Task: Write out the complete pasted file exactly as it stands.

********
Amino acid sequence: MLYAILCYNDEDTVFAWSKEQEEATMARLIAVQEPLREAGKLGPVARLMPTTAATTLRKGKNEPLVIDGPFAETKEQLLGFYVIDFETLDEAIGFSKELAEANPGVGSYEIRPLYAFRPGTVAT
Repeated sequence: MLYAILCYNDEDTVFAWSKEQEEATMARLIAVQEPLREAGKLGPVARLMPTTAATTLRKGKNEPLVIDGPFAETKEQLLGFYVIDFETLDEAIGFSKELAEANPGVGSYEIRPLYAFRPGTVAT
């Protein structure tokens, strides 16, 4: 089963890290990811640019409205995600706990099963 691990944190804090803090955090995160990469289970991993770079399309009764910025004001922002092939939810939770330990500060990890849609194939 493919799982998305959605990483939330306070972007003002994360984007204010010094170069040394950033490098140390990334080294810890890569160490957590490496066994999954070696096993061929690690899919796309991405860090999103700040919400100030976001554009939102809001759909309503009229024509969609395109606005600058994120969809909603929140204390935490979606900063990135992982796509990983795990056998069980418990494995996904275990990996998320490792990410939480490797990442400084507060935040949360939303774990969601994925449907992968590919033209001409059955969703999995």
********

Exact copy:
Amino acid sequence: MLYAILCYNDEDTVFAWSKEQEEATMARLIAVQEPLREAGKLGPVARLMPTTAATTLRKGKNEPLVIDGPFAETKEQLLGFYVIDFETLDEAIGFSKELAEANPGVGSYEIRPLYAFRPGTVAT
Repeated sequence: MLYAILCYNDEDTVFAWSKEQEEATMARLIAVQEPLREAGKLGPVARLMPTTAATTLRKGKNEPLVIDGPFAETKEQLLGFYVIDFETLDEAIGFSKELAEANPGVGSYEIRPLYAFRPGTVAT
């Protein structure tokens, strides 16, 4: 089963890290990811640019409205995600706990099963 691990944190804090803090955090995160990469289970991993770079399309009764910025004001922002092939939810939770330990500060990890849609194939 493919799982998305959605990483939330306070972007003002994360984007204010010094170069040394950033490098140390990334080294810890890569160490957590490496066994999954070696096993061929690690899919796309991405860090999103700040919400100030976001554009939102809001759909309503009229024509969609395109606005600058994120969809909603929140204390935490979606900063990135992982796509990983795990056998069980418990494995996904275990990996998320490792990410939480490797990442400084507060935040949360939303774990969601994925449907992968590919033209001409059955969703999995």